She notes the year she bought Laneway Farm, but not the years and years as a successful farm woman running the dairy farm, and her visits to Vermont and Washington state and Scotland and New Zealand dairy farms, or of her reknown in the field for her writing about cattle breeding and organic farming. Nor does she mention how much we children complained about her car that always smelled of manure, or riding in the truck that seemed ready to tip over when the cow in the back shifted position. And why did we always have to eat brown bread made out of carrots? And freshly squeezed orange juice full of stringy pulp? And why did she need to take that bread everywhere with her, even on the airplane? Sounds like her doesn’t it?
She doesn’t give dates to when Henderson stopped accompanying her for even part of her annual summer trips to Sorrento, Maine, so she could spend day in and day out exploring Schoodic Mountain, Champlain, the Black Hills, or the wildly windy waters of Frenchman’s Bay on her catamaran, long after any sane sailor knew to head in. Sounds like her doesn’t it?
She doesn’t mention her discovery of Old Rag Mountain in Virginia, and her gradual shift over the years from looking for available hiking trails to map reading and bushwhacking her way across terrain of any height nearby. Nor does she mention her blossoming friendship with Boo and many and any hiking friends and home schoolers, or how she moved faster than most people can walk, clipping branches and sharing as she went: about this bird or that wild flower. Scraped shins, bruised knees, gone for 2, 4, maybe 6 hours at a time. Sounds like her, doesn’t it?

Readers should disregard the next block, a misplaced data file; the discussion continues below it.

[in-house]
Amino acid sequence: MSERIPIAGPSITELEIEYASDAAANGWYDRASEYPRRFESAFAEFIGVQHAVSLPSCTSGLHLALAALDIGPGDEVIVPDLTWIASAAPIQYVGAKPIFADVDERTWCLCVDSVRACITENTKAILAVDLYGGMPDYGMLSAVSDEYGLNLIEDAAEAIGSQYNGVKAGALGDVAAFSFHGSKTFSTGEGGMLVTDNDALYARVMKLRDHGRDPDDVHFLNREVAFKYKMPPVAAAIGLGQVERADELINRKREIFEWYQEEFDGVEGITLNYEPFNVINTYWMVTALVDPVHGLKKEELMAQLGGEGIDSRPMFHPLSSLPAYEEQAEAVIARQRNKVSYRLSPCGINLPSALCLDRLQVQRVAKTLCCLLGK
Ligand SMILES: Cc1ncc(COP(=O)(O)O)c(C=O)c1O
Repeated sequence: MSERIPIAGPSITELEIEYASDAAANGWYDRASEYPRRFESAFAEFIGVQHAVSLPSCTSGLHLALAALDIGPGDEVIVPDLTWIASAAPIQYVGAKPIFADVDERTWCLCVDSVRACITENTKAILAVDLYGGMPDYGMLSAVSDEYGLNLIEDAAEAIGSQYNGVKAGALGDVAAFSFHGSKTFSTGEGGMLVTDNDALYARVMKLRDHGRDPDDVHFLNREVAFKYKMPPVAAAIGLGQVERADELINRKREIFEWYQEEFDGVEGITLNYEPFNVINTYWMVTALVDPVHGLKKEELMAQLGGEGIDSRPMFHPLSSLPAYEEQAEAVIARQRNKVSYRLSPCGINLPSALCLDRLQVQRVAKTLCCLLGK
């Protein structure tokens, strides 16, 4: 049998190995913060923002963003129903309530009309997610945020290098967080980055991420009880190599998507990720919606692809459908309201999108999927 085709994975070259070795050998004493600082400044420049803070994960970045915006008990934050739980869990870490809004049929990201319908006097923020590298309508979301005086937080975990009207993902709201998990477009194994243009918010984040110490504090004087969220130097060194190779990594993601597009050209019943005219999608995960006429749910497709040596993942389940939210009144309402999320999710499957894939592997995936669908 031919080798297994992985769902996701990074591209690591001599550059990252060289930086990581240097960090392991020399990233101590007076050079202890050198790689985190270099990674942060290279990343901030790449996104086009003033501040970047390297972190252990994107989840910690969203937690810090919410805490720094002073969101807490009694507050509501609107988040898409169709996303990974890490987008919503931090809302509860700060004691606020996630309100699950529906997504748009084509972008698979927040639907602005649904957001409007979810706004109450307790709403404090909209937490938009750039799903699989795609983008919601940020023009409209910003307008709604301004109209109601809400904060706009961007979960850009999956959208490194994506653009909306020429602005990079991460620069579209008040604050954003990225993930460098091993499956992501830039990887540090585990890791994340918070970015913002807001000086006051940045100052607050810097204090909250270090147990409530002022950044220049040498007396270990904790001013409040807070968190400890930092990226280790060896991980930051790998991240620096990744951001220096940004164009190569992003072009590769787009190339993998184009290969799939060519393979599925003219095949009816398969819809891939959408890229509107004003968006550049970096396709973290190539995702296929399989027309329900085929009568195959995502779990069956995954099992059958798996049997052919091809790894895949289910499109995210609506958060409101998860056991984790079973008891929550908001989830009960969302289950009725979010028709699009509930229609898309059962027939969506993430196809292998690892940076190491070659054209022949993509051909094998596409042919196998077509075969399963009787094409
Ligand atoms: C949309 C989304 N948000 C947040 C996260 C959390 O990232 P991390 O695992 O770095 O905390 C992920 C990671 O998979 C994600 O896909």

She does mention Fortune’s Cove, 755 acres of exceptionally beautiful land in Nelson County, Virginia, now set aside for all to explore and enjoy. Her legacy for those who love the land as much as she did.
Grandchildren: each birth carefully marked down. More company for the trails. More children to play in her garden. More people to join her outside, more to love the earth in the way that she did: Did you know Arthur is a gardener at Monticello? Did you know Chafee has sailed all over the world? Did you know Hunter has taught children about farming? Did you know Suzanne is living in Kenya? Did you know Chloe and Vicka and Julia found puppies at the barn? Sounds like her doesn’t it?
She does mention her garden. For years and years we heard her say: “My garden is what keeps me alive” as she made her way from one chair to the next, noticing every bud, every scent of bloom. Like the woods when she was a baby, she was sustained by her love of the earth. Near the end, she added to that …” And my caretakers: Pat and Jackie and Ginny and Beth and Tressie and Edna” and more, and of course, my brother Jimmy, who day in and day out, year in and year out, checked in on her, found her the chairs, the elevators, perfectly placed birdfeeders that gave her such joy… and everyone who tended her garden and the farm. Much as she might never have admitted it, she loved people and we loved her back. She really loved people and people really loved her back. Sounds like my mother, doesn’t it? Sounds like the person we love so much.